Sunday, July 11, 2010

Jackson County, North Carolina

by Ben Small

If you're on the run from the law and looking to survive, one of the places you might consider is Jackson County, North Carolina, home to the Blue Ridge Mountains and the Chattooga and Tuckaseegee rivers. You may remember the Chattooga River from the movie Deliverance, but it's hard to tell the difference between these two rivers, as both are white water gorgeous, trout filled and bordered by the Blue Ridge Mountains, part of the Smokey Mountain chain.

It's easy to get lost in this area, and easy to survive... assuming one knows the mountains, their hazards and delights. Many a bad guy has hidden out in this area, and those who survive the perils, can do so quite well.

But risks there are aplenty. Not only are many of the roads unlisted and wide enough for only one vehicle perhaps, but in the hills and valleys, often steep and uncluttered by signs of civilization, timber rattlesnakes and copperheads await the unwary, along with poisonous plants, centipedes, mountain lions, bears and other critters so gross to view, they make scorpions look like fun playmates. One can still find moonshiners in these mountains and if you see irrigation lines, there's likely a marijuana field nearby. I'm told some of the best "stuff" comes from this region, because of the fertile soil, abundant sunlight and high humidity and frequent showers. But beware falling trees, called "widow-makers" in this region. High winds are frequent, snapping off trees like twigs, and if one looks up in the forest, one can usually see high branches broken and barren, ready to fall at any slight following breeze, or maybe from rot.

My wife and I are visiting our son and his family for a few days, and we took the opportunity to go exploring the Blue Ridge Mountains and the tributaries of these rivers by ATV, accompanied by some mountain men friends of my son.

Eric and his brother Jay, two Jackson County natives who live off their forages in the forests. Red ginseng and other valuable herbs grow in abundance in these mountains, and many of the streams carry gold dust and nuggets. Ginseng brings about eight hundred dollars a pound, and the best ginseng is found growing naturally in the mountains, not farmed in meadows. Seems the harder the roots must press into the earth, dodging rocks and tree roots, the more powerful the ginseng mojo.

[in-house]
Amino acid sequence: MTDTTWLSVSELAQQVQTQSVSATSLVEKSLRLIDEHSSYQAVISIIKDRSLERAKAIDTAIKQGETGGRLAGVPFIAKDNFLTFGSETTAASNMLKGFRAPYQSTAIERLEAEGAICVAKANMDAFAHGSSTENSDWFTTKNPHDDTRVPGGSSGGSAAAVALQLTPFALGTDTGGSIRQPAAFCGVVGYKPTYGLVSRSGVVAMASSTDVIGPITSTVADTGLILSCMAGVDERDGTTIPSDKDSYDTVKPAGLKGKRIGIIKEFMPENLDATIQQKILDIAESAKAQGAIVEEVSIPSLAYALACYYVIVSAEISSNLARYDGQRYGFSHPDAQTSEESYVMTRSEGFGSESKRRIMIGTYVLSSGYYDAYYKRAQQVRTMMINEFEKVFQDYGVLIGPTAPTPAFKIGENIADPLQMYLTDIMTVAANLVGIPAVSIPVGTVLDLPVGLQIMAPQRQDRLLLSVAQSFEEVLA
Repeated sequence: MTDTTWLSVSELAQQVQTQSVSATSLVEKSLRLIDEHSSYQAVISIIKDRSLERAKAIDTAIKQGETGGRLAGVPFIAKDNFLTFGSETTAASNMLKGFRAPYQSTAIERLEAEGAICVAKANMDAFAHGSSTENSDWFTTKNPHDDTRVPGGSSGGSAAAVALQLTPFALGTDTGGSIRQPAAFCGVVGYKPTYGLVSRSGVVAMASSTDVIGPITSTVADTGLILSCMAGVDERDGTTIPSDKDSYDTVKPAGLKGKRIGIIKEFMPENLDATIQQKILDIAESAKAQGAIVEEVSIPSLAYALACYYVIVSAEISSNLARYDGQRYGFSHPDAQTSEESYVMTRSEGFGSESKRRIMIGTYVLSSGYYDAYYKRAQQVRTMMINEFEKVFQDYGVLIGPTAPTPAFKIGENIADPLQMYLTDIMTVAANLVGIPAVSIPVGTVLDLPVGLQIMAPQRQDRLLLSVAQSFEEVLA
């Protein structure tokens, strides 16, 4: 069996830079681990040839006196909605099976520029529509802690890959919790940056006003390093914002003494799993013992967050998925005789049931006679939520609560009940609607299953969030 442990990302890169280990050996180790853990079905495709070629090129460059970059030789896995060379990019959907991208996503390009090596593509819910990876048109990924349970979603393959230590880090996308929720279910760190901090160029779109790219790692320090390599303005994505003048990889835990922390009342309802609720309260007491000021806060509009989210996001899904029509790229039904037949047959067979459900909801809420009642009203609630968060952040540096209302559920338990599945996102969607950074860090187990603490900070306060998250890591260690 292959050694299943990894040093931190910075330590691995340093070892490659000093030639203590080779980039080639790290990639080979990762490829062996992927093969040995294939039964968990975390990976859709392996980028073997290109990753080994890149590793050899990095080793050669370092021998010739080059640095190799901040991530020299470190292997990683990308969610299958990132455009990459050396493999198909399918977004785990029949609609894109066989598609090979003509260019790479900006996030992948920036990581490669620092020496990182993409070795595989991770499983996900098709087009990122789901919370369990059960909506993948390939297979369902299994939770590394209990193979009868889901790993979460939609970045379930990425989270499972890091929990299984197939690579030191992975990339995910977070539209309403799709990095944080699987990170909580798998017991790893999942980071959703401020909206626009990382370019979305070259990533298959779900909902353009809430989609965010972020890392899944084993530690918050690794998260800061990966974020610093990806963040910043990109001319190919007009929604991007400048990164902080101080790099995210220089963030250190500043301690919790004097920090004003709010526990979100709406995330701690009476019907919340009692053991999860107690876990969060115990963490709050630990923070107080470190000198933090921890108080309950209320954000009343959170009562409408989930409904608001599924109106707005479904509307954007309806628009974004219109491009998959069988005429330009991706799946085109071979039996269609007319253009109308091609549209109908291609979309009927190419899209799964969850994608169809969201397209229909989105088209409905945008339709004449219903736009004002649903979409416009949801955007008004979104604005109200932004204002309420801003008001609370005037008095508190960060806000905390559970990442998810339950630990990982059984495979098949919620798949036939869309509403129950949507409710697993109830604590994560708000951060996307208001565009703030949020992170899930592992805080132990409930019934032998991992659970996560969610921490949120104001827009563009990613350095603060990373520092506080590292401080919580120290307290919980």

And Eric and Jay know how to find these things; indeed, they make their living doing so. Ginseng season is September to October, and the plants, about two feet tall, can be identified by their cluster of red seeds. The leaves themselves can look like poison ivy, so one must not mistake red stalks (poison ivy) from red seed clusters (ginseng) in the fall. Three or four stalks around the seed cluster identify a mature plant, one which may be harvested.

A few minutes of foraging during a rest stop on our ATV adventure, and Eric and Jay had found some ginseng plants, the seed clusters still green. Eric told me when he plucks the plants, he rips off the seed clusters and sprinkles them in the area where the plant was found. Shortly, the seeds will be covered with moss and begin to germinate. In a couple or three years, he can return and collect new plants.

Stung by nettle plants, burning and itching, the solution is to spread creek mud on the affected areas. Relief quickly follows.

As one might expect where mountains are steep, heavily forested and rains are frequent, there are many stream channels feeding into these two rivers. And that means crawdads (crayfish) can be found under rocks. Good eats. Most are brown, but some are red. And Eric and Jay tell us red crayfish mean the presence of gold. They proved their point by digging in the dark earth under the rocks where they found red crayfish, panning and displaying the gold dust from the fruits of their labor.

Eric and Jay may not be book smart, but they know these forests, rely upon them for their living, and they are prospering. They reminded us that the famous Star Ruby, the largest ruby ever found, came from Jackson County.

Jackson County, North Carolina may seem remote to some, but its beauty, mild temperatures and abundance of minerals and natural wonders make it the place to go if you want to get away and explore. Or if you want to hide out.

But if one is going to explore this area, it's best to have someone with you who knows well these forests. It's easy to get lost on these trails and civilization can be a long way off. Copperheads make no noise, and they're invisible in dense forests. My son's a builder in the Blue Ridge Mountains. He finds three or four copperheads or timber rattlers a day, he says.

Need I say my wife and I followed my son and his mountain men friends closely during our forest adventures?

If you're looking for culture in this area, you're pretty much out of luck, the presence of Western Carolina State University excepted. But if you want adventure, beauty and to commune with nature, or maybe some white water rafting, trout fishing, gold panning or to commune with nature, come on down.

My son would be happy to build you a house...


Mark W. Danielson said...

Interesting post, Ben. Can't say I care much for snakes, but they have a purpose, too.

As I read, I couldn't help thinking about the so-called Barefoot Bandit hiding out in such forests. He might have kept going had he stayed here, but when he landed on an island, he was bound to get caught. Glad he did.

Jean Henry Mead said...

A beautiful place, Ben. Do you plan to write a book with the Carolina setting?